This month is “Organic September”, a month-long campaign championed by the Soil Association, during which all things organic are put in the spotlight. Last year, the hashtag #organicseptember was used over 34,000 times, reaching almost 30 million people. Will this year’s campaign be as successful?
The 2017 Organic Market Report reveals a +7.1% growth of organic food and drink in the UK, while the non-organic market continues to decline. The demand for organic is higher than ever, with this being the sixth year of sustained sales growth of organic food and drink in the UK. At the end of 2016 the organic market was worth over £2.09 billion.
Pelican have also seen the demand for organic products increase. As a food procurement specialist, Pelican manages a purchasing spend of £140m on behalf of a wide range of organisations with in-house catering operations from the education, hospitality and health care sectors.
Kelly Fry MCIPS, Senior Tender and Procurement Manager, says: “We are able to analyse the sales data to identify changes in buying patterns. Our data shows that the increase of purchases of organic lines rose to 7.05% from 5.28% last year. The most popular product lines are still confectionery products, followed by pasta, bread and dairy.
>> What are the reasons for buying organic?
Generally, the underlying reasons behind buying organic food are an increasing interest in health, wellness, provenance and sustainability and some motives include:
1. It’s tastier and more nutritious
Some believe that organic food is more nutritious, but this is still debatable. Whilst there have been some studies showing that organic produce contains more nutrients, such as vitamin C, phosphorous and phytonutrients, the same studies also show that levels of other nutrients, such as nitrogen and protein, are actually lower. It is the soil quality, growing conditions, harvesting methods and timings that will have an impact on nutritional content. This makes it difficult to know if the differences are due to organic versus conventional.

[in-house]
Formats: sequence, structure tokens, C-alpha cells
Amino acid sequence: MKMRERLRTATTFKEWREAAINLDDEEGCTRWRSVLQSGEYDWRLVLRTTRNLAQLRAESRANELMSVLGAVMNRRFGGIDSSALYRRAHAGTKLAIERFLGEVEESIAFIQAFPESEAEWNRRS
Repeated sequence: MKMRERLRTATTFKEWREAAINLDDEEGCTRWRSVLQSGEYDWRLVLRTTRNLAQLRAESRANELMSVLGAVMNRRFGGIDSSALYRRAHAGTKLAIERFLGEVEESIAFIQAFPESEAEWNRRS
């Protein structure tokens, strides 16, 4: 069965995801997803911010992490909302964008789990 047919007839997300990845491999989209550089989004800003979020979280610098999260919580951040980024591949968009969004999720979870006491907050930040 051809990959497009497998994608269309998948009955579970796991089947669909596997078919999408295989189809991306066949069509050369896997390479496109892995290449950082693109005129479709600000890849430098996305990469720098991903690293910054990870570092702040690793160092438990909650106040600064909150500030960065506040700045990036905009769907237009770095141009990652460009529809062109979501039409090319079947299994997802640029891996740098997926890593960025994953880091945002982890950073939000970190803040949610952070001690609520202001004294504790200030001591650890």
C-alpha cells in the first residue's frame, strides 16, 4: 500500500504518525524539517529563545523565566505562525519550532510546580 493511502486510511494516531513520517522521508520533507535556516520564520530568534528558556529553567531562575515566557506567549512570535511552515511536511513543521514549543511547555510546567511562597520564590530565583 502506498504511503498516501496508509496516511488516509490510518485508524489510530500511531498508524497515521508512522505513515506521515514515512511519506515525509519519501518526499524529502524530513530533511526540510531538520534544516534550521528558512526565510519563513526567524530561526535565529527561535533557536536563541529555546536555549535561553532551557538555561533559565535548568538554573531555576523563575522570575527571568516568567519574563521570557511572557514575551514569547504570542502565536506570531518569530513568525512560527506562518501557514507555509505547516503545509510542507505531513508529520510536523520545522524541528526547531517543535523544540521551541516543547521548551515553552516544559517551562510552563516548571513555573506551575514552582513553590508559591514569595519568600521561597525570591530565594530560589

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2. To avoid pesticides
It is worth noting that organic does not mean 100% pesticide free. There is some evidence, however, that organic foods contain lower levels of pesticides compared to conventionally produced food.
3. To ensure better animal welfare, support more wildlife and cultivate healthier soil.
4. Organic food is GM-free
>> Growing demand – organic is here to stay
The interest in organic products goes beyond the niche of health shops on the high street, as over 8000 shops now sell organic in the UK and this demand has extended to the catering sector.
It is not surprising, therefore, that over 130 food service organisations and businesses have signed up to the Food for Life Served Here Award from the Soil Association. As part of the criteria to achieve the Silver Award, 5% of the total food spend must be on organic produce, or 10% if the organisation aims to achieve the Gold Award. As a result, more than £15.4 million (2016) is now spent on organic food through the Soil Association’s Food Served Here Award. This is an increase of £6m since the previous year.
Whatever the reasons for going organic it comes down to personal preference, so keeping abreast of what your customers want is what’s important here. Is it time to consider whether organic produce should be on your menu? The findings from HPI research show that while there are many buying influencers for organic, the ‘trinity’ of three key virtues for consumers comprises ‘tastes fantastic’, ‘healthier for you’ and ‘is worth it’.
To find out more about how Pelican can help your business with procuring organic and healthier food, please email me on firstname.lastname@example.org
Bio about Anna:
Anna-Maria Holt BSc Hons. RD is Company Dietitian and Health & Wellbeing at Pelican Procurement Services.
Anna is a registered dietitian with experience of working with clients across schools, care homes and the hospitality industry for nearly 10 years.